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Spy in the Sky
by Jill Marshall

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The introduction by Alec Williams provides lots of handy tips on getting everyone reading!

Introduction

7. Gender on the Agenda

Increasingly, we’re seeing evidence that boys’ and girls’ brains work differently, and that they learn in different ways. Schools where boys thrive are those where hands-on learning is part of the agenda; where time at desks is punctuated by more physical activity; where there is regular feedback and guidance offered; where boys’ improvement is praised, ‘across the board’ if possible, rather than within subjects; where there is chance to do out-of-school activities; where special attention is given to the learning styles that suit boys (for example, visual and kinaesthetic styles) - and where there is a bit of fun thrown in! If school librarians talk the same language as teachers, they will be part of this whole-school process, and the library will be embedded in any boys’ achievement programme.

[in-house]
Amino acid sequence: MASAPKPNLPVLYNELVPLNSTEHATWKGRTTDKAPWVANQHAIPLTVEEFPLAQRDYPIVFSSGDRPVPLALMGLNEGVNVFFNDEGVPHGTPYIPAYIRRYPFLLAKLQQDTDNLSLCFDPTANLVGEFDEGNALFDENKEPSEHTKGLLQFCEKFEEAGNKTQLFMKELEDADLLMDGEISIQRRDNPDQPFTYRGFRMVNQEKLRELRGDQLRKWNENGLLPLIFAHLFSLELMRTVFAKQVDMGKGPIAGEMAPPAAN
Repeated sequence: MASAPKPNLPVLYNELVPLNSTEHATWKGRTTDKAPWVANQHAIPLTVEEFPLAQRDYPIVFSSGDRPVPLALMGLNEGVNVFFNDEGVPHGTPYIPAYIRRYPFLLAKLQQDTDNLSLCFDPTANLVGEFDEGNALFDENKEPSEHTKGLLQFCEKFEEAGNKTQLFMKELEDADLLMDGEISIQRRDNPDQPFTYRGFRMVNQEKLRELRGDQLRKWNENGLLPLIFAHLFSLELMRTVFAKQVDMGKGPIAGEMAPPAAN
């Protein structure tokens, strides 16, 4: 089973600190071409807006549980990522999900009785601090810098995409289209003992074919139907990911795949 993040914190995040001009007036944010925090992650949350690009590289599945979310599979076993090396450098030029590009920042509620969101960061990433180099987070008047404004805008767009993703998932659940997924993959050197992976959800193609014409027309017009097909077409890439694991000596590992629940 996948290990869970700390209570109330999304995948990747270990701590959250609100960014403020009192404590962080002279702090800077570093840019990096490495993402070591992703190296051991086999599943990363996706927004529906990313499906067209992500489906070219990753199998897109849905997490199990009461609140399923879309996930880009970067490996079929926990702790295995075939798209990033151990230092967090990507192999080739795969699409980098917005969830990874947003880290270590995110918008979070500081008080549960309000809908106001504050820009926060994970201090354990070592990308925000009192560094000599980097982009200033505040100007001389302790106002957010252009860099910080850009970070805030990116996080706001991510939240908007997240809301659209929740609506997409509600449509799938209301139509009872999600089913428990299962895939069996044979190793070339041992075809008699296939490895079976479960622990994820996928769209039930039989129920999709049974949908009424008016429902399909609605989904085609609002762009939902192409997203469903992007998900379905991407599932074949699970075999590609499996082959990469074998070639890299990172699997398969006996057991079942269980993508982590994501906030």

Girls are often more collaborative learners, and have stronger friendship groups. They may respond more to working in groups, and to learning that involves pooling ideas, and writing. They’re also likely to respond well to discussions about books, and to exploring the way in which stories affect them, and link with their own experience.

It’s not what’s on the menu that matters though; it’s also what’s missing. Whilst both boys and girls will excel if ‘boy-friendly’ attributes are present, in their absence, boys will disengage and become disruptive much more often than girls, who evolve ways to cope with more passive learning.

Look at your library activities with these factors in mind. Which activities are most suited to boys, or to girls? Which activities give both genders and equal footing? For example:

  • Most good ideas to get Key Stage 3 boys or girls reading are good ideas for all young people, and each is more likely to read if the whole school community are readers.
  • You can gain much, in ‘keeping the connections’. How about a list by boys of books they think girls would like, and vice versa? Keen readers like to compete, to see who reads most and tops the reader charts.
  • Do work on ‘how we choose books’ (title, author’s name, cover design, blurb, first paragraph, etc). Boys often comment that they don’t know what to choose, and this will strengthen their confidence. Carel Press’s Reading Game may help here, and there can be much useful discussion about ’What makes a boy book/girl book?’.

Supported by:

Department for Children, Schools and FamiliesSchool Library AssociationReading for Life

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